Back to Common Ground Archive

UN 2000

Program 9634
August 20, 1996


Maurice Bertrand, former member,
UN Joint Inspection Unit

Fredrik Wilhelm Breitenstein, Permanent Representative of Finland to the UN

Annette des Iles, Permanent Representative of the Republic of Trinadad and
Tobago to the UN

Edward C. Luck, President Emeritus and
Senior Policy Adviser, UNA-USA

Charles William Maynes, Editor, Foreign Policy

C.S.M. Mselle, Chairman, Advisory Committee on Administrative and Budgetary
Questions, UN

Prakash Shah, Permanent Representative of India to the UN

John Weston, Permanent Representative of the United Kingdom to the UN

Juan Antonio Yanez-Barnuevo, Permanent Representative of Spain to the UN

Edwin Smith, Professor of Law,
University of Southern California

This text has been professionally transcribed. However, for timely distribution, it has not been edited or proofread against the tape.

EDWARD C. LUCK: The United Nations in the 21st century has to do what it has done in the
latter part half of the 20th century, only better.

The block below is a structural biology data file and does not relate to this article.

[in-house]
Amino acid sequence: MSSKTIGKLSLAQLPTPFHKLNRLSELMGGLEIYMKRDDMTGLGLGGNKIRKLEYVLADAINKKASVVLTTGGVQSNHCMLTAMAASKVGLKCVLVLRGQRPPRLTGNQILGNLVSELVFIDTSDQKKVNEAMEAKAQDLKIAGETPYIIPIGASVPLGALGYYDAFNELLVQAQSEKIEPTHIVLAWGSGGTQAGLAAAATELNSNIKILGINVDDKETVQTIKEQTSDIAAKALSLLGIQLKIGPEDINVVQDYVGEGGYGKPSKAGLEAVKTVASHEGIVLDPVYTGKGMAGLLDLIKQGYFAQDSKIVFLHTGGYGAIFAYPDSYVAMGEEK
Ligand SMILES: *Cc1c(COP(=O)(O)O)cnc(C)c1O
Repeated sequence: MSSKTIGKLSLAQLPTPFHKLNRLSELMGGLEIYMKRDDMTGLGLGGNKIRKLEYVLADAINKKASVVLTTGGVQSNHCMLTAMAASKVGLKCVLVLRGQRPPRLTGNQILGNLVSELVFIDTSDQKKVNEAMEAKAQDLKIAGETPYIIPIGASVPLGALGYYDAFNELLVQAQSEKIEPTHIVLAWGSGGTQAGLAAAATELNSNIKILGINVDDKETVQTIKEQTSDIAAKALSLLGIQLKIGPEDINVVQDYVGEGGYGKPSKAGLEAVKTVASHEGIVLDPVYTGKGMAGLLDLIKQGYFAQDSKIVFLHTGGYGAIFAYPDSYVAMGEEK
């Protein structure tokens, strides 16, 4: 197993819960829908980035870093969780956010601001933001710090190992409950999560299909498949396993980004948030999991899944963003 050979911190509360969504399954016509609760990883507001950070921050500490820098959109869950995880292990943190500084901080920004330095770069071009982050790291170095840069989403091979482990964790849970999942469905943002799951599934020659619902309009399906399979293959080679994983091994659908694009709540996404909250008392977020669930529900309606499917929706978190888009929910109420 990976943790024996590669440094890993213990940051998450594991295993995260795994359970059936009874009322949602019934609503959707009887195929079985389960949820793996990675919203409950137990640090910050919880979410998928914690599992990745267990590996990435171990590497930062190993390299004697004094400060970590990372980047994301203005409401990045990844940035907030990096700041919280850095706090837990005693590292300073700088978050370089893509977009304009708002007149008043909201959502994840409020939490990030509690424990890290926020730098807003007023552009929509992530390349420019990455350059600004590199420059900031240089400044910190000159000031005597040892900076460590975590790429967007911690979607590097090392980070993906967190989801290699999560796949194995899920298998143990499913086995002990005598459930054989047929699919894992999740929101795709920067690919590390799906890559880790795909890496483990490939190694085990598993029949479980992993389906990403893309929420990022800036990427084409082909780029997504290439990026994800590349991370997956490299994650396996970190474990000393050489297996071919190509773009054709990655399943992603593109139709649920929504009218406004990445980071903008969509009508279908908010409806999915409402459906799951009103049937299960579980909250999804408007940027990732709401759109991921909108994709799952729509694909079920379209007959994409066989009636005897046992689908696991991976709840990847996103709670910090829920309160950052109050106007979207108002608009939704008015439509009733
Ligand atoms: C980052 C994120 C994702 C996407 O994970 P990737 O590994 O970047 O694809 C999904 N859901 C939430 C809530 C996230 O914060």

KEITH PORTER: The United Nations and the 21st century on this edition of Common

CHARLES WILLIAM MAYNES: Just as governments are decentralizing functions, moving power
down, the United Nations has to do that as well. It has to do that in a way that preserves the
institution, which is already quite weak.

PORTER: Common Ground is a program on world affairs and the people who shape
events. It’s produced by the Stanley Foundation. I’m Keith Porter.

The United Nations faces financial trouble nearly every month and political trouble nearly every
day. These distractions make it very difficult for people in or near the system to think in
larger terms about how the organization should look in the coming century. Today on Common
, we try to break through the day-to-day crisis as nearly a dozen UN experts and
representatives share with us their vision of a United Nations well prepared for the coming

JUAN ANTONIO YANEZ-BARNUEVO: First of all, it should continue to be universal. I think it
is all important that the United Nations encompasses all the countries in the world.

PORTER: This is Juan Antonio Yanez-Barnuevo, the ambassador of Spain to the United